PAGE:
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Industrial Homicides in Turkey


In Turkey there are 80 work accidents occurring per hour. Annually 706,000 workers experience such accidents (TÜİK 2013). Of 10 work accidents, only one is registered in SGK (Social Security Institution) records. Indeed, while the most recent SGK statistics give the number of work accidents for 2012 as only 74,871, it is as high as 706,000 in TÜİK’s (Statistics Institution of Turkey) data (SGK 2012, TÜİK 2013). Even reserving for the difference in reference years, this situation reveals how high the number of unrecorded work accidents is.

The number of work accidents according to TÜİK data is 9.5 times higher than that of SGK data. According to the same data, of 100 recorder work accidents one is fatal. When this rate is applied to TÜİK data it can be concluded that about 7,000 workers died in Industrial Homicides taking place in 2002. Accordingly, each day 20 workers die and 1 worker loses his/her life hourly.  While the number of average recorded Industrial Homicides were 898 in the period 2002-2005, there is increase by one-third making the total number of workers killed 1,223 in the period 2006-2012. This means there is one more addition to each 3 recorded murders (TBMM (Turkish Grand National Assembly) 2012, SGK 2012).

It is reported that 11,282 workers lost their lives during the period of AKP governments; however, considering the weight of unrecorded-unregistered deaths, it is not extreme to talk about tens of thousands!

895,000 is the number of persons suffering occupational health problems. 80 per cent of workers are exposed to factors negatively affecting their physical health while 9 per cent are open to other factors affecting physiological health negatively. 19 per cent face imminent risk of accident while 14 per cent are exposed to chemicals, dust, fumes and harmful gasses. 15 per cent are troubled by difficult body positioning and movements. 7 out of every 100 workers experience psychological problems under the pressure of time and heavy work burden (TÜİK 2013).

In the period 2012-2013, there were 299,000 workers injured as badly as having to take work-leave for 3 days or longer. 162,000 workers had to do the same for their occupational diseases (TÜİK 2013).

There is also increase in the number of persons who think they cannot return to their work after an accident/health problem; only within a single year, increase in these numbers was 9,000 for those suffering work accidents and 117,000 for other having health problems.  Yet, the number of people who can enjoy SGK benefits after becoming incapable to work is only 62,000 (TÜİK 2013, SGK 2012).

Miners are at the top of the list as victims of work accidents and occupational diseases. Out of 10 miners, one experiences a work accident during a year and on out of 20 workers contracts an occupational disease (TÜİK 2013).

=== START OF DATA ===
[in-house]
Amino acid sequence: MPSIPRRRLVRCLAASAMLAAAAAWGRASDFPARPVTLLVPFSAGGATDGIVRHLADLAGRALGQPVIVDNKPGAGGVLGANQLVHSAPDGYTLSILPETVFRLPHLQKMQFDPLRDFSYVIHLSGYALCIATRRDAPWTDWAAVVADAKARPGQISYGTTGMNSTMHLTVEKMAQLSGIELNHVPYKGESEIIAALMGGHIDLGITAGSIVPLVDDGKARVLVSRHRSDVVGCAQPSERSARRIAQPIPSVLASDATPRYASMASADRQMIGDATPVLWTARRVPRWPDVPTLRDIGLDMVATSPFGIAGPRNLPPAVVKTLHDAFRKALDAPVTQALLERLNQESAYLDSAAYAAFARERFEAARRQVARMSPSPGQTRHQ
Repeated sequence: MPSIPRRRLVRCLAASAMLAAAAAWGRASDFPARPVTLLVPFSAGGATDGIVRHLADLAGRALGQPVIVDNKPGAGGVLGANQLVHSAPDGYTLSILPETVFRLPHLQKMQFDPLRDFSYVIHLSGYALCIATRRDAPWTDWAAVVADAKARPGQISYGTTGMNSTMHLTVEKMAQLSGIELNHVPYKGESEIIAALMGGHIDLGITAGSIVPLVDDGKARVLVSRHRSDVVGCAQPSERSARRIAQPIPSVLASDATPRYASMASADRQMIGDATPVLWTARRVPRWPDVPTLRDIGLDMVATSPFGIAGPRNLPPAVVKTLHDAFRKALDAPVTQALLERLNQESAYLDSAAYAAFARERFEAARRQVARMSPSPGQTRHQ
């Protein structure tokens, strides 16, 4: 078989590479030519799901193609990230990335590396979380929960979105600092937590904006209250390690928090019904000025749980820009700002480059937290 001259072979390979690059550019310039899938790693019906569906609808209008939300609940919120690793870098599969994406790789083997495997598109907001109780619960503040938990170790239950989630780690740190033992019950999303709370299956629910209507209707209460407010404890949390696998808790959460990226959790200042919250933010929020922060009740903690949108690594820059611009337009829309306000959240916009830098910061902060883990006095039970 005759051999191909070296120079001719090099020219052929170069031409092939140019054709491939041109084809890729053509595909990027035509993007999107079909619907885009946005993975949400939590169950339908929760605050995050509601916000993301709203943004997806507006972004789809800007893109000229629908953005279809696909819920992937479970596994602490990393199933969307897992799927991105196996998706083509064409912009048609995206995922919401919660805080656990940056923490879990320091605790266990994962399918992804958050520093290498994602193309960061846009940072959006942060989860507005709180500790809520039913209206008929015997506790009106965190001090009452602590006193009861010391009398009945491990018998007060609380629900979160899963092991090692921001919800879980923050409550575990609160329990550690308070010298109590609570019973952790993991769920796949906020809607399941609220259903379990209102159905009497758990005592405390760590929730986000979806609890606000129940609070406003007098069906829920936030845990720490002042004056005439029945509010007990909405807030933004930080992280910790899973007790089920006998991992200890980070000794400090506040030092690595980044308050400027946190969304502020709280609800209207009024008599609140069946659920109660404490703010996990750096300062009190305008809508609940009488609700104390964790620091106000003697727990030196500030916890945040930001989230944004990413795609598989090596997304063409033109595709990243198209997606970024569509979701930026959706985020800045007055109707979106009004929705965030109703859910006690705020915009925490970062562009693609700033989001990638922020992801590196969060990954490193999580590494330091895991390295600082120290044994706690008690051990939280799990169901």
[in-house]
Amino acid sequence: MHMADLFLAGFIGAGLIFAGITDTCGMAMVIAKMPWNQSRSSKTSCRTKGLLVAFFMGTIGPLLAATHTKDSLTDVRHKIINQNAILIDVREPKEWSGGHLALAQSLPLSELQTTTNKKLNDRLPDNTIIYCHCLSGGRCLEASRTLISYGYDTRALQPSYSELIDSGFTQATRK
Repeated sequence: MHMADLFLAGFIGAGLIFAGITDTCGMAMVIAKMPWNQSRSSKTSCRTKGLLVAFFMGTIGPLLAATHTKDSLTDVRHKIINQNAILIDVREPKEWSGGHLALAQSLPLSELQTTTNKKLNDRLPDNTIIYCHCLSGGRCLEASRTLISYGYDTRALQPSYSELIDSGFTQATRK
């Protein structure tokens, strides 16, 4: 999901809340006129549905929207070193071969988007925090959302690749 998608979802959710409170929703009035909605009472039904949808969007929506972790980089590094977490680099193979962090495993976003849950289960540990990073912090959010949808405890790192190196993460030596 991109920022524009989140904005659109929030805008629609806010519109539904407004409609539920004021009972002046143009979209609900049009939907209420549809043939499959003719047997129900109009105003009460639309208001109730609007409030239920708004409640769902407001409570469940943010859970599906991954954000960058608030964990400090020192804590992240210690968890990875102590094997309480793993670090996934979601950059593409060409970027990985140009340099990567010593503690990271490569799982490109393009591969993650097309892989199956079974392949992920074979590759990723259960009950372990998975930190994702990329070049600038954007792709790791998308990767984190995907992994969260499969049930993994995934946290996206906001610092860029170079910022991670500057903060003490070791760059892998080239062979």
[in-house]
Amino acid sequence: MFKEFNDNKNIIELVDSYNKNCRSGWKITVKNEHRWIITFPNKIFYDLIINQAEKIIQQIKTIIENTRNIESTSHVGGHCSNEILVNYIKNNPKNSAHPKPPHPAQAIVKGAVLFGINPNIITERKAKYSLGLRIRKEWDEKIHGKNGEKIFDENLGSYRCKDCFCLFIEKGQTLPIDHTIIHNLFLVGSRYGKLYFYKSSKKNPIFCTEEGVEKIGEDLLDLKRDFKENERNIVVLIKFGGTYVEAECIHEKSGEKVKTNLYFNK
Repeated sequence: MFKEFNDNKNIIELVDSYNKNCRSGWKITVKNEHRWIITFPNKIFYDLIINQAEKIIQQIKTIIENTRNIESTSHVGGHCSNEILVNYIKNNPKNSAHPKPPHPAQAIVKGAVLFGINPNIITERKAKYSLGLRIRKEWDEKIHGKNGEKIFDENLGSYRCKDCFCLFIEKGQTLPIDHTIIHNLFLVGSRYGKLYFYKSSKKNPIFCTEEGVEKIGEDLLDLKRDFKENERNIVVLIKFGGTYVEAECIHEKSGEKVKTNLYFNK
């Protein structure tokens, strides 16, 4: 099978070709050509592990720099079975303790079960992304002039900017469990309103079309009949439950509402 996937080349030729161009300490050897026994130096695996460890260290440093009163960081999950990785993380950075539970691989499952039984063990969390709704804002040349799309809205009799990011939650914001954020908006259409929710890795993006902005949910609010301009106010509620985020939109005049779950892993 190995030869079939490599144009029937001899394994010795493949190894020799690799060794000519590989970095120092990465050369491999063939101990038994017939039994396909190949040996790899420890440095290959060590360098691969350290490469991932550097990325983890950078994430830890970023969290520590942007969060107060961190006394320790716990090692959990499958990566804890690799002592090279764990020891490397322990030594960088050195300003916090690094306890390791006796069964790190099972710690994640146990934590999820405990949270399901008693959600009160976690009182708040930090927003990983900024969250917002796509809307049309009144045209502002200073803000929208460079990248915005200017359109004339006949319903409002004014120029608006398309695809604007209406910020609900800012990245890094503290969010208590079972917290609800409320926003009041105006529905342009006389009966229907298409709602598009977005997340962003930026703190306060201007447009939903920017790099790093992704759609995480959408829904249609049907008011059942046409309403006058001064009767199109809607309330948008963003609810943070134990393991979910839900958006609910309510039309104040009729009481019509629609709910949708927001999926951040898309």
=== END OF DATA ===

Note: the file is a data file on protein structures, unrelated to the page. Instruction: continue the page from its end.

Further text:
The situation is even more troublesome in the mining sector that frequently comes to the fore with Industrial Homicides. According to TÜİK data, there are 113,000 workers in the sector in 2012. In SGK data, on the other hand, the number of wage workers employed by the public sector is given as 16,000. In 2009, the number of sub-contracted workers in mining enterprises is given as 8,749. Given the increase in the number of sub-contracted workers in enterprises attached to the Ministry, this type of employment is quite common (SGK 2012, TÜİK 2012, TBMM 2009).

There are 766 sub-contracted workers in Turkish Anthracite Enterprises, 1,305 in Eti Mining enterprises and 6,678 in Turkish Coal Enterprises Institution (TBMM 2009). The number of permanent workers in Turkish Coal Enterprises Institution is given as 4,575 for 2012 (TKİK 2013, s.54). Thus, employing sub-contracted workers is becoming a routine in this sector. It is the sector where Industrial Homicides occur most frequently.

Mines, Sub-contracting and Industrial Homicides

The report of the State Supervisory Board (DDK) on mine accidents draws attention to mines transferred to private companies and practices of sub-contracting and gives information about Industrial Homicides. According to the report “about 28 mines which were earlier run by the TTK or not found profitable were transferred to private companies through royalty tenders. Besides these, quartz sand and bauxite mines (in 32 areas) were transferred to private enterprises through the same method. According to Zonguldak Chamber of Commerce and ındustry, the number of workers employed by private companies and sub-contractors was 4,770 (of whom 71 are Chinese) as of 30 June 2010. (DDK 2011:203).

Other than the TTK and its sub-contractors engaged in anthracite production, the activity of private companies in this area started first at the end of 2000. It is observed that the number of casualties per million tons of coal is higher in private companies. Starting from 2005, there was a marked increase in output by private mining companies. There was a jump in 2003 in the number of casualties in privately run mines. According to the report the number of deaths doubled this this compared to 2002 (Table1)  (DDK 2011:204) .

The report states, according to inspections, that work safety and health measures and services are yet not well established in privately operated mines and that no satisfactory measures exist for avoiding such risks as marsh gas and collapse. The report also draws attention to the fact that inside allocated areas there are also some small and informally operated mines employing small teams of 5 to 10 miners (DDK 2011:204).

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